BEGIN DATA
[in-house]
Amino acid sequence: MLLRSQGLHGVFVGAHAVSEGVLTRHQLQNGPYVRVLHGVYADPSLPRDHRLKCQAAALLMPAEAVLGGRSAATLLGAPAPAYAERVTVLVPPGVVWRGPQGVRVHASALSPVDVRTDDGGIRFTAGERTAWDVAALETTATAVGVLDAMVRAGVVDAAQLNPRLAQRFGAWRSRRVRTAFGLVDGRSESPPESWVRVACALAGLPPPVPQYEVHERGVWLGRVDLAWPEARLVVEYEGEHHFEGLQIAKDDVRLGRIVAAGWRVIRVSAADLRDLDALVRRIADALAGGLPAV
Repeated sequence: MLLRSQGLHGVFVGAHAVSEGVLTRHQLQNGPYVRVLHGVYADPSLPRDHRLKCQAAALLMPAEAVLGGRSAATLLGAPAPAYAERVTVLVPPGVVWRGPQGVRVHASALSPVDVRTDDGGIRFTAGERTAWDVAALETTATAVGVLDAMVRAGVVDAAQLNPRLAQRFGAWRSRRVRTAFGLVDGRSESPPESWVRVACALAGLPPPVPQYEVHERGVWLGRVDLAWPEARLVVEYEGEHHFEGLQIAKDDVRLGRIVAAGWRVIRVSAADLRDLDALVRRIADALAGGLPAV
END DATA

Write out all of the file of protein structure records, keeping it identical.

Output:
[in-house]
Amino acid sequence: MLLRSQGLHGVFVGAHAVSEGVLTRHQLQNGPYVRVLHGVYADPSLPRDHRLKCQAAALLMPAEAVLGGRSAATLLGAPAPAYAERVTVLVPPGVVWRGPQGVRVHASALSPVDVRTDDGGIRFTAGERTAWDVAALETTATAVGVLDAMVRAGVVDAAQLNPRLAQRFGAWRSRRVRTAFGLVDGRSESPPESWVRVACALAGLPPPVPQYEVHERGVWLGRVDLAWPEARLVVEYEGEHHFEGLQIAKDDVRLGRIVAAGWRVIRVSAADLRDLDALVRRIADALAGGLPAV
Repeated sequence: MLLRSQGLHGVFVGAHAVSEGVLTRHQLQNGPYVRVLHGVYADPSLPRDHRLKCQAAALLMPAEAVLGGRSAATLLGAPAPAYAERVTVLVPPGVVWRGPQGVRVHASALSPVDVRTDDGGIRFTAGERTAWDVAALETTATAVGVLDAMVRAGVVDAAQLNPRLAQRFGAWRSRRVRTAFGLVDGRSESPPESWVRVACALAGLPPPVPQYEVHERGVWLGRVDLAWPEARLVVEYEGEHHFEGLQIAKDDVRLGRIVAAGWRVIRVSAADLRDLDALVRRIADALAGGLPAV